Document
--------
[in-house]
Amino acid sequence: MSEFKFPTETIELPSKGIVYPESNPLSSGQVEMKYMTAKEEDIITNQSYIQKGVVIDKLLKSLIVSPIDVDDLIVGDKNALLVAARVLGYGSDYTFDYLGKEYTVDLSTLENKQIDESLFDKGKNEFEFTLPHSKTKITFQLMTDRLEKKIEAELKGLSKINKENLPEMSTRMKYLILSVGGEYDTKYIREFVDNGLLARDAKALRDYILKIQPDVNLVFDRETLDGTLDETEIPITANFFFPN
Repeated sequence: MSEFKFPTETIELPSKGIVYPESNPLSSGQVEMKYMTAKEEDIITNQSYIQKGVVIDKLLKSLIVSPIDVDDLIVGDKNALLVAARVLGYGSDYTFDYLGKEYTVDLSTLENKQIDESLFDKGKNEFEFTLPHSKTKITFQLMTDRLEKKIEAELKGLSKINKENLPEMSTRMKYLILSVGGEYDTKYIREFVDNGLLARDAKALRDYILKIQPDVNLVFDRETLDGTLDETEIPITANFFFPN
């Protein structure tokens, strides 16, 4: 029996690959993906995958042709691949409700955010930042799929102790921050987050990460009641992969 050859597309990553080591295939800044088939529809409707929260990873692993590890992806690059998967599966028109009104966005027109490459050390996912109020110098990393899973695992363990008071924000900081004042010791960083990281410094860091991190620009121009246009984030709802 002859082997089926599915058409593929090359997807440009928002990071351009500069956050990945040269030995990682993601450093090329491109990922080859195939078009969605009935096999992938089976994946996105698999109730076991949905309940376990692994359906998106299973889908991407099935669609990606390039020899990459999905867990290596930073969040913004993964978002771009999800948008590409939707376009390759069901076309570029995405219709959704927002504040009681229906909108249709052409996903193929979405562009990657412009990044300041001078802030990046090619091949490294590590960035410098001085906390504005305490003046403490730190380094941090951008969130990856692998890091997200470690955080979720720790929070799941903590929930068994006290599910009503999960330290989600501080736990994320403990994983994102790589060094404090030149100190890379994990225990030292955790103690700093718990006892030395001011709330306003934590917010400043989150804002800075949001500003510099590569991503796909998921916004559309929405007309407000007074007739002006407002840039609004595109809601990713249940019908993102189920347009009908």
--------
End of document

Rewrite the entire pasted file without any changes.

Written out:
[in-house]
Amino acid sequence: MSEFKFPTETIELPSKGIVYPESNPLSSGQVEMKYMTAKEEDIITNQSYIQKGVVIDKLLKSLIVSPIDVDDLIVGDKNALLVAARVLGYGSDYTFDYLGKEYTVDLSTLENKQIDESLFDKGKNEFEFTLPHSKTKITFQLMTDRLEKKIEAELKGLSKINKENLPEMSTRMKYLILSVGGEYDTKYIREFVDNGLLARDAKALRDYILKIQPDVNLVFDRETLDGTLDETEIPITANFFFPN
Repeated sequence: MSEFKFPTETIELPSKGIVYPESNPLSSGQVEMKYMTAKEEDIITNQSYIQKGVVIDKLLKSLIVSPIDVDDLIVGDKNALLVAARVLGYGSDYTFDYLGKEYTVDLSTLENKQIDESLFDKGKNEFEFTLPHSKTKITFQLMTDRLEKKIEAELKGLSKINKENLPEMSTRMKYLILSVGGEYDTKYIREFVDNGLLARDAKALRDYILKIQPDVNLVFDRETLDGTLDETEIPITANFFFPN
């Protein structure tokens, strides 16, 4: 029996690959993906995958042709691949409700955010930042799929102790921050987050990460009641992969 050859597309990553080591295939800044088939529809409707929260990873692993590890992806690059998967599966028109009104966005027109490459050390996912109020110098990393899973695992363990008071924000900081004042010791960083990281410094860091991190620009121009246009984030709802 002859082997089926599915058409593929090359997807440009928002990071351009500069956050990945040269030995990682993601450093090329491109990922080859195939078009969605009935096999992938089976994946996105698999109730076991949905309940376990692994359906998106299973889908991407099935669609990606390039020899990459999905867990290596930073969040913004993964978002771009999800948008590409939707376009390759069901076309570029995405219709959704927002504040009681229906909108249709052409996903193929979405562009990657412009990044300041001078802030990046090619091949490294590590960035410098001085906390504005305490003046403490730190380094941090951008969130990856692998890091997200470690955080979720720790929070799941903590929930068994006290599910009503999960330290989600501080736990994320403990994983994102790589060094404090030149100190890379994990225990030292955790103690700093718990006892030395001011709330306003934590917010400043989150804002800075949001500003510099590569991503796909998921916004559309929405007309407000007074007739002006407002840039609004595109809601990713249940019908993102189920347009009908």